Mathematics has often been likened to a language. Idiot savants (often left-brain
impaired) occasionally take to lightning calculating naturally with no formal training
in mathematics at all. Your left brain hemisphere processes information sequentially
(one part after another). Your right hemisphere uses simultaneous processing.
During World War II, plane spotters were trained to count at a glance not only the
number of planes that were passing by, but by their silhouettes alone, how many of
each type! They didn't count 1, 2, 3, 4 or 3, 6, 9, 12, but they acknowledged them
all as a group! Small children learn to count this way very easily, that is before they
are discouraged from doing so. This right brain faculty is also demonstrated when
carpenters size a board without using a ruler or mechanics assess a certain size
wrench for a particular bolt just by looking at it.
To initiate the right brain's innate ability to calculate instantaneously, count your
footsteps from 1 to 100 rhythmically as you walk or run, and observe simultaneously
the sights and sounds with your 'conscious awareness' while still automatically
counting. When you reach 100, start all over again. When the process becomes
automatic, this simple drill can be expanded to reciting the 2's table -- until that too
While taking a walk, estimate the number of strides that it will take to reach a
certain street, tree or corner. Count the steps and check yourself. Look at a building
and guess the number of floors or windows it contains. Count and verify. When
you get on a bus, flash to yourself the number of people already on board, then count
to double check. Look at a parking lot and guesstimate the number of autos. In your
home, count the number of tiles on a wall or the number of boards in the ceiling or
the number of books on a shelf -- but always at a glance, then check yourself. Open
a book and glance at a particular paragraph, then close your eyes and relate the
number of lines in the paragraph. With enough practice, you'll eventually be able to
look at a flock of birds and instantly give the number.
As a further drill, take a few dominoes and glance at them giving the total number
of spots instantly. With each day of progression, add more dominoes. In lieu of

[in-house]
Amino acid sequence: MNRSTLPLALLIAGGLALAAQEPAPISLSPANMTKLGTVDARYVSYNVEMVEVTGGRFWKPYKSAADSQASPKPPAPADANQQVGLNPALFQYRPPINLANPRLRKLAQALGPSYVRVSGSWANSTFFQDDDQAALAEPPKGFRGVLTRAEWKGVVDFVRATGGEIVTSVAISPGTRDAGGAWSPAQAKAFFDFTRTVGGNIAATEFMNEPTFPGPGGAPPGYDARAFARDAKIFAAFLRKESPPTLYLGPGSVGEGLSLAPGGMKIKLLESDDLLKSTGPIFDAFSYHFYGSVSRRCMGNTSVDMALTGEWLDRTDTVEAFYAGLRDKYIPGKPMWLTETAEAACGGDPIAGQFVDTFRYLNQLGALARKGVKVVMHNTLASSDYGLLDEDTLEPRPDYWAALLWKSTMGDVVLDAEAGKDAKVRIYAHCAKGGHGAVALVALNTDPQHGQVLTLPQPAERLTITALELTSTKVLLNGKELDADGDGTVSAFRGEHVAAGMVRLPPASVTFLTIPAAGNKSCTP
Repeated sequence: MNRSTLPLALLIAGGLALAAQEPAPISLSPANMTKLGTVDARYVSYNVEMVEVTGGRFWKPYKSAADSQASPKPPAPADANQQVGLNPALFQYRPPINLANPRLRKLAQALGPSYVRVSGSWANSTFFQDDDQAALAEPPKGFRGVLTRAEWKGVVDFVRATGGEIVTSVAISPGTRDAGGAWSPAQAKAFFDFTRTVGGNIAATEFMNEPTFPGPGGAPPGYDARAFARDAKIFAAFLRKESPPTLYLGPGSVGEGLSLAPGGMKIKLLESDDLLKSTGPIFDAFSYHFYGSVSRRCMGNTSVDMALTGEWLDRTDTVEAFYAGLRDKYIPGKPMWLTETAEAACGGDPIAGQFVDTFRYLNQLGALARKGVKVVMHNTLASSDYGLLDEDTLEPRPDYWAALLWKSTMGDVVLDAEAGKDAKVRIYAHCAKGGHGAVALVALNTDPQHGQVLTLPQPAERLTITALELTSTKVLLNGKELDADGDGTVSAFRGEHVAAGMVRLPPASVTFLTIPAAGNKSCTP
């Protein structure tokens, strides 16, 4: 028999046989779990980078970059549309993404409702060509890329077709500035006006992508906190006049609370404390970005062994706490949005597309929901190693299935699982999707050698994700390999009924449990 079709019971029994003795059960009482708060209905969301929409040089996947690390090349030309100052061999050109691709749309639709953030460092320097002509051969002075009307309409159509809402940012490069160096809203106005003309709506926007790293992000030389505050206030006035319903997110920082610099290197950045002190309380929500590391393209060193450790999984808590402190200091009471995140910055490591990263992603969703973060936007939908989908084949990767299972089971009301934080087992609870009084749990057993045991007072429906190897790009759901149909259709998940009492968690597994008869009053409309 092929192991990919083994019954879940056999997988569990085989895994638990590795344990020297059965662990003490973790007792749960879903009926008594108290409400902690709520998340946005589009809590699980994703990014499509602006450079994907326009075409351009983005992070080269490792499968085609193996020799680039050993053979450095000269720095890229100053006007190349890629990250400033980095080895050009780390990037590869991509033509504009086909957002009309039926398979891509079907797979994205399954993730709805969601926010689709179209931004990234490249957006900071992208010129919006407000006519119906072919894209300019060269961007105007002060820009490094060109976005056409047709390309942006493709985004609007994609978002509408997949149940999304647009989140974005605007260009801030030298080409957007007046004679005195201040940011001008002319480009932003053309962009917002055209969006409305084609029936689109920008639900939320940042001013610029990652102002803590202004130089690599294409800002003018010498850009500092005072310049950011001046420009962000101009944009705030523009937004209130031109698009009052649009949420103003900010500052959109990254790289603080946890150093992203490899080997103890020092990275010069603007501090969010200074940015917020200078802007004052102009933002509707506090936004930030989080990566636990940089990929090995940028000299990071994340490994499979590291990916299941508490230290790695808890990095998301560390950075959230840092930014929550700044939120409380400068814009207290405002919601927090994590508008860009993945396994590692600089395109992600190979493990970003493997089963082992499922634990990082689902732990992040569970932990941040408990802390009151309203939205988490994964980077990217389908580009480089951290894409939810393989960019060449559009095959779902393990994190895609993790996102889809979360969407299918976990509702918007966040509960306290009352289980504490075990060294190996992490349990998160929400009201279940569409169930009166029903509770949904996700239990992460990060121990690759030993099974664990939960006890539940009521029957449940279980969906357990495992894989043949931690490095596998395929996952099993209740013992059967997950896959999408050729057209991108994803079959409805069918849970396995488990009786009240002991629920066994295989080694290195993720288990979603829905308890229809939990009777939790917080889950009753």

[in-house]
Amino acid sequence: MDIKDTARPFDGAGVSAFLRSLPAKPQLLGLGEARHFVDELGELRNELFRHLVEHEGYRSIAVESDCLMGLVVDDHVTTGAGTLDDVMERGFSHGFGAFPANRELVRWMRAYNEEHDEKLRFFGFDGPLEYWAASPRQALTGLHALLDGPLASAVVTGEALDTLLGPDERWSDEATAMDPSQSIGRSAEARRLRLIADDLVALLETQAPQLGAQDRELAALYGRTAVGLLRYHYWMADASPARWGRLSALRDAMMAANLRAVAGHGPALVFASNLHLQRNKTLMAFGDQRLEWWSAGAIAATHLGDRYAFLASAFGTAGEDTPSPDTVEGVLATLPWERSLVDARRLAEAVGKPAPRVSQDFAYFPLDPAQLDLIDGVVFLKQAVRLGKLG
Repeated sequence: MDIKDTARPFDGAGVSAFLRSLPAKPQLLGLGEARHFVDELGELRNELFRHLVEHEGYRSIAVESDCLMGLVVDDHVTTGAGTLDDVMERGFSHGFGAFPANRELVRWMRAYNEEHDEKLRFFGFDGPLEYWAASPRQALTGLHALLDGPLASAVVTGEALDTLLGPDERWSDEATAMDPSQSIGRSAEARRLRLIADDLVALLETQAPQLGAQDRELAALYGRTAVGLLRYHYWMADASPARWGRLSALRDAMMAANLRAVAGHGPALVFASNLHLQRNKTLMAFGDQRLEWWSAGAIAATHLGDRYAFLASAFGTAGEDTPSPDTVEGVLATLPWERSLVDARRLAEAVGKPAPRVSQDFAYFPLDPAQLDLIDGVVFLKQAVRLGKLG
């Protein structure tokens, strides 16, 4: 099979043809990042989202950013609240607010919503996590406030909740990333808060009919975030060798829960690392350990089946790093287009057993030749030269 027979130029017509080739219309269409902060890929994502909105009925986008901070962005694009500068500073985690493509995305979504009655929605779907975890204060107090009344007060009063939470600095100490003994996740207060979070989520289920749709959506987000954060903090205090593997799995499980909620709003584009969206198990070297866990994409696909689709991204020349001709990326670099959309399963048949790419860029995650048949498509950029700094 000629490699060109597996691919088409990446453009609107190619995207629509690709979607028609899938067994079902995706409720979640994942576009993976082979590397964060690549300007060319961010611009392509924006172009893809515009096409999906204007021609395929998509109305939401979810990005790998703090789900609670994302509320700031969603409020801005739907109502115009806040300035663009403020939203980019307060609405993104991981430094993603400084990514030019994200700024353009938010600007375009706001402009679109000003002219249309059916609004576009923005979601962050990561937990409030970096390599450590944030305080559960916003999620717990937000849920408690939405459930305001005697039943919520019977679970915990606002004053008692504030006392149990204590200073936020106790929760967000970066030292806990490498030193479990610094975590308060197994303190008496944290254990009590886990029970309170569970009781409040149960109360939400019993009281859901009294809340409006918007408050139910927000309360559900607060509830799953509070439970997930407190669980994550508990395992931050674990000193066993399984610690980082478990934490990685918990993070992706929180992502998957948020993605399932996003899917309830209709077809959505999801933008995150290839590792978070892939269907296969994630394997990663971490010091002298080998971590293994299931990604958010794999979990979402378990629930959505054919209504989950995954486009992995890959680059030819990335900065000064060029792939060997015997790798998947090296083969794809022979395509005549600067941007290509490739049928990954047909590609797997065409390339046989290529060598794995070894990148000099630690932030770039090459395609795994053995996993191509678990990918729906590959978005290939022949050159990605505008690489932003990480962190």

dominoes, practice with a small handful of peas or beans thrown on the table, each
time varying the number. With 15-30 minutes of practice per day, in a week you'll
suddenly be counting instantaneously and amazing yourself. For another drill,
estimate the length, width and thickness of a board from a 4-foot distance and then
again from a 20-foot distance. Estimate the height and weight of a person the same way. Carnival show men do it. So can you!
For the auditory minded, practice with a tape recorder and a friend. Have the
friend prearrange a series of calculations on paper to be read into the tape recorder for
playback by you later. For instance, have him read at a certain tempo 40 x 3 + 20 ÷ 7
÷ 5 x 4 x 3 ÷ 12 = ? Design your own variety of problems with varying complexity
and press yourself for speed by having the tempo increased progressively. With
practice, you'll find a 'letting go' procedure takes place and the answer just pops up!
It might also help to disengage the left brain from participating in the calculations, so
say the ABC's while mentally doing each mathematical problem. As another drill,
have a friend read words to you from a book and you give the number of letters in
The left brain is comfortable with counting by 2's, 3's, 4's, 5's, 6's and even by
7-item groupings before it has to slide over to the right brain for assistance in higher
numbers. To acquaint your brain's acknowledgement of number groupings, practice
with the following for 1 second glances:
After completing the above, take a 1" x 1" window square cut out from a piece of
paper and slide it over the dots below. Determine the number of each random dot
grouping within the window as quickly as possible; then confirm your count.
Afterwards, do the same thing with a 2" x 2" window square. To determine the dots
more effectively, flash your focus over the dots in a series of saccadic jumps. Also to
disengage your left brain counting tendency, say the ABC's simultaneously to
yourself while you do this flash counting in your right field of vision.